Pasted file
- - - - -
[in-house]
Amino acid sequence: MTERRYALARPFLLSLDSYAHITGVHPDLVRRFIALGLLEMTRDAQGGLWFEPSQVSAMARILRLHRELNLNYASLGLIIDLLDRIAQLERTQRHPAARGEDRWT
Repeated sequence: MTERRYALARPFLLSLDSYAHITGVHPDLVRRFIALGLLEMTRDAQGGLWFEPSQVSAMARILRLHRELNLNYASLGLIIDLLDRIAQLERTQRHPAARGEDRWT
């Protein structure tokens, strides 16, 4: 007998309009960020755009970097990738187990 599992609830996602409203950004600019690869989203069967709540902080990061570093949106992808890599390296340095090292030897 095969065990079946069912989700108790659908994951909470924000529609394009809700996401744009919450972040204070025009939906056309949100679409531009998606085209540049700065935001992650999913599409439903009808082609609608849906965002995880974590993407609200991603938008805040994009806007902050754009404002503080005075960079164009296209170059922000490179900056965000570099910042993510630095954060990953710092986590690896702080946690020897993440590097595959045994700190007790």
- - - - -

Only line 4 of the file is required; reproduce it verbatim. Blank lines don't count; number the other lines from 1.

């Protein structure tokens, strides 16, 4: 007998309009960020755009970097990738187990 599992609830996602409203950004600019690869989203069967709540902080990061570093949106992808890599390296340095090292030897 095969065990079946069912989700108790659908994951909470924000529609394009809700996401744009919450972040204070025009939906056309949100679409531009998606085209540049700065935001992650999913599409439903009808082609609608849906965002995880974590993407609200991603938008805040994009806007902050754009404002503080005075960079164009296209170059922000490179900056965000570099910042993510630095954060990953710092986590690896702080946690020897993440590097595959045994700190007790």